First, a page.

Can you free yourself from suffering? How can embracing suffering help you free yourself from it?
According to Buddhism, suffering is inherent to human existence. That’s why the first step toward eliminating suffering is, paradoxically enough, to accept it. There are four strategies to embrace suffering: 1) don’t take things personally, 2) stop feeling guilty, 3) contemplate your mortality, and 4) stop resisting change.
Let’s explore each in more detail.
Strategy #1: Don’t Take Things Personally
To embrace suffering, stop taking things personally, advises the Dalai Lama. According to Cutler, humans tend to personalize—take events that have nothing to do with them, personally. To stop doing this, analyze problematic situations like a scientist, counsels the Dalai Lama. You’ll likely find the problem has less to do with you than you thought.
For instance, if a delivery person doesn’t deliver your package on the expected day, you might think they have a vendetta against you. But by analyzing the situation objectively, you discover there are postal delays. This, not a vindictive delivery person, is the source of the problem.
(Shortform note: The Dalai Lama counsels objectivity, but it’s hard to be objective when it comes to your own life. Foster objectivity by recognizing that you’ll never be completely objective and that the best you’ll ever do is approach objectivity. Also be aware of the areas of your life where objectivity is especially difficult—when it comes to parenting, for instance. Bring additional attention to such areas to stop taking things personally.)
Cutler notes that you won’t always be able to trace the source of every problem—you simply don’t have enough information. But by questioning why something bad happened, rather than leaping to conclusions, you begin to dismantle the belief that everything is about you.
(Shortform note: Personalization is one of several cognitive distortions that the act of questioning can help combat. Others include overgeneralization, which causes you to draw a broad conclusion from a small event, and catastrophizing, which leads you to blow up problems out of proportion. Bringing rational inquiry to such thought patterns can help prevent them from gaining traction.)
Strategy #2: Stop Feeling Guilty
Embrace suffering by refusing to indulge in guilt, insist Cutler and the Dalai Lama. Guilt is a form of suffering-denial: You refuse to accept that you, and all humans, make mistakes that cause suffering. Therefore, when you make a mistake that causes suffering, you feel it’s unacceptable and punish yourself by feeling guilty. Instead of stoking unconstructive feelings of guilt, approach mistakes as learning experiences, writes Cutler.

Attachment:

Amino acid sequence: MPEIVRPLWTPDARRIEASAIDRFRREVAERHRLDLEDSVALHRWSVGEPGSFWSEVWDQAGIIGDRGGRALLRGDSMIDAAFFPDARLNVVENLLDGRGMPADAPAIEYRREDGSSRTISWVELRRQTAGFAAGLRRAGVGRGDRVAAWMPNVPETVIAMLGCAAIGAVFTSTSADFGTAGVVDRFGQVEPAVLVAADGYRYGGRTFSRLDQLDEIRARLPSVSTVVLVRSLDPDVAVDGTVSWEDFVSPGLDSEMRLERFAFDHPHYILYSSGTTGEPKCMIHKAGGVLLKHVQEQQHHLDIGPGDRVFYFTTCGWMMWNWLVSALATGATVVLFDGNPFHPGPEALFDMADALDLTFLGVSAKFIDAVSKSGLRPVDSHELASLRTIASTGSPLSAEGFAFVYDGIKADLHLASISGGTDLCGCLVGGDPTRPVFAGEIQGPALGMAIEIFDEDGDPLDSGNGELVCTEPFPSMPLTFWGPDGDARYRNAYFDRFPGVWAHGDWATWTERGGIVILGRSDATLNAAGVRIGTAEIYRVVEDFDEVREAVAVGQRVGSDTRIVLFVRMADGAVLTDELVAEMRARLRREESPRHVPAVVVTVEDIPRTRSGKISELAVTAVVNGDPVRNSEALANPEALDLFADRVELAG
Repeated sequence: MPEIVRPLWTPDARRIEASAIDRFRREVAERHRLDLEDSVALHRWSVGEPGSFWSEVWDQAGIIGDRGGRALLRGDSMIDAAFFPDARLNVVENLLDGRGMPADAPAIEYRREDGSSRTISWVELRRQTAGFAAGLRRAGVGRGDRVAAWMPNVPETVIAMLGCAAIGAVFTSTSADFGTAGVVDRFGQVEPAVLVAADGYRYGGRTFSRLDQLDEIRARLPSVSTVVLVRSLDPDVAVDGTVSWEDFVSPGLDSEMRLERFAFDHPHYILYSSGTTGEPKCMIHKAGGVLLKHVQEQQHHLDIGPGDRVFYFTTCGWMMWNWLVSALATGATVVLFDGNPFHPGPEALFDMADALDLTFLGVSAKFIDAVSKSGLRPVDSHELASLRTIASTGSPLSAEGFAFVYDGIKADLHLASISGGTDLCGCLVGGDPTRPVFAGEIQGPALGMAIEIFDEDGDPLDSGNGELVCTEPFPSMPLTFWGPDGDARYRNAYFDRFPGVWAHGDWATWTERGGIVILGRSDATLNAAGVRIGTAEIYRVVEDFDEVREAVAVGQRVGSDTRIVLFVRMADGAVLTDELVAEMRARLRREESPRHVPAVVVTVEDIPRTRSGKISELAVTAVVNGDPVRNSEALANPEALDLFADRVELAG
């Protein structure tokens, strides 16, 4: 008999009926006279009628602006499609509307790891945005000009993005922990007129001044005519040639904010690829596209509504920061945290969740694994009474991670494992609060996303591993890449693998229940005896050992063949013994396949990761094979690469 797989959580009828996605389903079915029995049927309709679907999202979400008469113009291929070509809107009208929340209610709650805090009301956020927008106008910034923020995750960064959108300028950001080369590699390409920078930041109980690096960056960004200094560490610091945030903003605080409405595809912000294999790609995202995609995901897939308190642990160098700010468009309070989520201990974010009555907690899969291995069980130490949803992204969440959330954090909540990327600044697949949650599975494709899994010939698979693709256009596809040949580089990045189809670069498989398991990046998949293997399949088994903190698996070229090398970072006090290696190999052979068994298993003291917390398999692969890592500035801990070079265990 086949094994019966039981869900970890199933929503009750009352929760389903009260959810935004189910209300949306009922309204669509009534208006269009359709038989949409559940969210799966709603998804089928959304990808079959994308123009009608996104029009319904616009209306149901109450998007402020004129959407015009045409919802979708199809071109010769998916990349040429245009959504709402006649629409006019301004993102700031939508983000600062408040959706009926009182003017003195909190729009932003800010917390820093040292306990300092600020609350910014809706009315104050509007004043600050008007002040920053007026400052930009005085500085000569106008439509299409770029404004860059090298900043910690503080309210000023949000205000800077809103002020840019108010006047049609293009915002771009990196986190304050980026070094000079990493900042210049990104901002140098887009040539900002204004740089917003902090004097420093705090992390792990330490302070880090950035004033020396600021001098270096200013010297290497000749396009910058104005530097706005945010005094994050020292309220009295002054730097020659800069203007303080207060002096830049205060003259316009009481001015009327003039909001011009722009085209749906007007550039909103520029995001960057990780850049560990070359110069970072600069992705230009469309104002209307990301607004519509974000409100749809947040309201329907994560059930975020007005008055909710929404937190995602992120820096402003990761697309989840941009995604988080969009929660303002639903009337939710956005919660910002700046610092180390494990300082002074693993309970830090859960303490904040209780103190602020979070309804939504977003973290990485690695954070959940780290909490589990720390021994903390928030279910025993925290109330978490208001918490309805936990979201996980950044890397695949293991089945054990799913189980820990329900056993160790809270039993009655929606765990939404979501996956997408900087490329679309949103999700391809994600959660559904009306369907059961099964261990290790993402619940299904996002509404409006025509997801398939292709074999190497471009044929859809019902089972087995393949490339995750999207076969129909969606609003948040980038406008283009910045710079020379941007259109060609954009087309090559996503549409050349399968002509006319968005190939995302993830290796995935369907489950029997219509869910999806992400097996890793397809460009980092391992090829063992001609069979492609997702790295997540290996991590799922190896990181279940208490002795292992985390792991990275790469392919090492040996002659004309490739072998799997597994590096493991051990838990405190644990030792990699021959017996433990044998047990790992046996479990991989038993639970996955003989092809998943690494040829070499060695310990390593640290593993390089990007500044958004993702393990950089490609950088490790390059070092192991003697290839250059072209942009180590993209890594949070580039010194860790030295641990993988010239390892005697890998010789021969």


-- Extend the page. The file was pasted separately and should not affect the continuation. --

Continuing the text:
Let’s say you accidentally address a new acquaintance by the wrong name, which causes them to suffer. You spend the rest of the day beating yourself up over having used the wrong name, rather than accepting that accidental suffering is unavoidable, even when you create it, resolving to remember their name next time, and moving on.
(Shortform note: Cutler and the Dalai Lama advise you to cut out guilt, but in proper doses, guilt can help people behave appropriately. When people recalled behavior they felt guilty about in the past, they were more likely to improve their behavior moving forward than if they recalled behavior they hadn’t felt guilty about. Those who feel guilt easily also typically have a better work ethic and can lead more effectively than those who don’t. In some cases, guilt might therefore contain a learning component.)
Strategy #3: Contemplate Your Mortal Body
Grasp how integral suffering is to your existence by reflecting on the nature of your body, recommends the Dalai Lama. Simply by having a body, which experiences pain and feelings, you’re automatically subject to suffering.
(Shortform note: The Dalai Lama proposes that suffering is built into the human experience, but this isn’t the case in Christian teaching. Christians believe that God made the world perfect and free from suffering. It was humans who brought about suffering and evil by disobeying him.)
Strategy #4: Stop Resisting Change
Finally, embrace suffering by accepting change, say Cutler and the Dalai Lama. Nothing in life is permanent, and you cause yourself suffering by clinging to states, people, or objects that inevitably change. A clear-cut example of this is the process of aging. Many suffer because they can’t accept that their bodies deteriorate over time. It would be less painful to simply accept the changes brought about by aging.
(Shortform note: Accepting change can be difficult, especially in areas of our lives in which industries have a vested interest in making us feel that change is unacceptable. Author Ashton Applewhite argues that the skincare industry and the pharmaceutical industry make natural changes in appearance and physical ability seem unacceptable, so people buy the products they sell. Both society and we ourselves thus perpetuate our suffering.)
You can also make yourself miserable by thinking that a problem is permanent, when actually, nothing is permanent, writes Cutler. You might despair when you lose your job, for instance, because you see unemployment as lasting. Understanding that this state will probably change can reduce your suffering.
(Shortform note: Some argue that all Buddhist philosophy and teachings revolve around the acceptance of impermanence. If you can accept that all things must end—including, most importantly, life—you free yourself fully from suffering. Some Buddhist teachers go even further to say that you must not only accept impermanence but appreciate it. In other words, if a pet dies, don’t just accept their death—change—as a fact of life. Appreciate that life is change and that you’re currently experiencing life as the constantly-flowing river of change it is.)
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